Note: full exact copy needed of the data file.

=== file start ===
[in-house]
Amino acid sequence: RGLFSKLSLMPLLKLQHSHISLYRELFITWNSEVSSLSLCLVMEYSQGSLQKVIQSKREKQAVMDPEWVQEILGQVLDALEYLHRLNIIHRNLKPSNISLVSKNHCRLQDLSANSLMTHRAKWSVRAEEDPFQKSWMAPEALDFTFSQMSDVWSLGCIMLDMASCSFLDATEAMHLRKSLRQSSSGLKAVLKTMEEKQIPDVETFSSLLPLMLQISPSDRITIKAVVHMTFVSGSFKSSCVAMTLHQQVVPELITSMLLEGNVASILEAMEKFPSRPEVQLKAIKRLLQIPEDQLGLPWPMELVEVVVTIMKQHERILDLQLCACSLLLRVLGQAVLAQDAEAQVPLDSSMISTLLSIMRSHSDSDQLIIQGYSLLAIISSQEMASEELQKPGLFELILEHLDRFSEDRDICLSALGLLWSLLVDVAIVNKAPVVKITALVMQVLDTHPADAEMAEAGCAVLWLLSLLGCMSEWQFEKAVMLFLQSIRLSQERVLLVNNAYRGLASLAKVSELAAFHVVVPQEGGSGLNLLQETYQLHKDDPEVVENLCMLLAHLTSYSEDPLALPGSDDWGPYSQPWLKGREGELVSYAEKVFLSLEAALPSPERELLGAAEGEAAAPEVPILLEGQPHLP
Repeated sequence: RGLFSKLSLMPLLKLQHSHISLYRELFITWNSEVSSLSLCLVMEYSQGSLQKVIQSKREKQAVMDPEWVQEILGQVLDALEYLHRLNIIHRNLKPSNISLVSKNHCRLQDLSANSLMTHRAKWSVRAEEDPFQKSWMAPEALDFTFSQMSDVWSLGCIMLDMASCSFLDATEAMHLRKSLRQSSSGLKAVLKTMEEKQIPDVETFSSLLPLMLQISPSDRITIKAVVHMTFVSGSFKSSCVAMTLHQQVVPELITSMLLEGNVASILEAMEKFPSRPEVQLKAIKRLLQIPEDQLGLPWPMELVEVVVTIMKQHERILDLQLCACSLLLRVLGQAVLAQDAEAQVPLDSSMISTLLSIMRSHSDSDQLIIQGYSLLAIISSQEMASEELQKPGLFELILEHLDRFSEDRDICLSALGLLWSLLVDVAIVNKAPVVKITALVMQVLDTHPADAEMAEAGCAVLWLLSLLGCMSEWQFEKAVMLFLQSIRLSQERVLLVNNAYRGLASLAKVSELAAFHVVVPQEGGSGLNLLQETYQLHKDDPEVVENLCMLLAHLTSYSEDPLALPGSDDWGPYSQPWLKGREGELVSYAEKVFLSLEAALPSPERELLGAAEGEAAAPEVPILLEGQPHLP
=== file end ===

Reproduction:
[in-house]
Amino acid sequence: RGLFSKLSLMPLLKLQHSHISLYRELFITWNSEVSSLSLCLVMEYSQGSLQKVIQSKREKQAVMDPEWVQEILGQVLDALEYLHRLNIIHRNLKPSNISLVSKNHCRLQDLSANSLMTHRAKWSVRAEEDPFQKSWMAPEALDFTFSQMSDVWSLGCIMLDMASCSFLDATEAMHLRKSLRQSSSGLKAVLKTMEEKQIPDVETFSSLLPLMLQISPSDRITIKAVVHMTFVSGSFKSSCVAMTLHQQVVPELITSMLLEGNVASILEAMEKFPSRPEVQLKAIKRLLQIPEDQLGLPWPMELVEVVVTIMKQHERILDLQLCACSLLLRVLGQAVLAQDAEAQVPLDSSMISTLLSIMRSHSDSDQLIIQGYSLLAIISSQEMASEELQKPGLFELILEHLDRFSEDRDICLSALGLLWSLLVDVAIVNKAPVVKITALVMQVLDTHPADAEMAEAGCAVLWLLSLLGCMSEWQFEKAVMLFLQSIRLSQERVLLVNNAYRGLASLAKVSELAAFHVVVPQEGGSGLNLLQETYQLHKDDPEVVENLCMLLAHLTSYSEDPLALPGSDDWGPYSQPWLKGREGELVSYAEKVFLSLEAALPSPERELLGAAEGEAAAPEVPILLEGQPHLP
Repeated sequence: RGLFSKLSLMPLLKLQHSHISLYRELFITWNSEVSSLSLCLVMEYSQGSLQKVIQSKREKQAVMDPEWVQEILGQVLDALEYLHRLNIIHRNLKPSNISLVSKNHCRLQDLSANSLMTHRAKWSVRAEEDPFQKSWMAPEALDFTFSQMSDVWSLGCIMLDMASCSFLDATEAMHLRKSLRQSSSGLKAVLKTMEEKQIPDVETFSSLLPLMLQISPSDRITIKAVVHMTFVSGSFKSSCVAMTLHQQVVPELITSMLLEGNVASILEAMEKFPSRPEVQLKAIKRLLQIPEDQLGLPWPMELVEVVVTIMKQHERILDLQLCACSLLLRVLGQAVLAQDAEAQVPLDSSMISTLLSIMRSHSDSDQLIIQGYSLLAIISSQEMASEELQKPGLFELILEHLDRFSEDRDICLSALGLLWSLLVDVAIVNKAPVVKITALVMQVLDTHPADAEMAEAGCAVLWLLSLLGCMSEWQFEKAVMLFLQSIRLSQERVLLVNNAYRGLASLAKVSELAAFHVVVPQEGGSGLNLLQETYQLHKDDPEVVENLCMLLAHLTSYSEDPLALPGSDDWGPYSQPWLKGREGELVSYAEKVFLSLEAALPSPERELLGAAEGEAAAPEVPILLEGQPHLP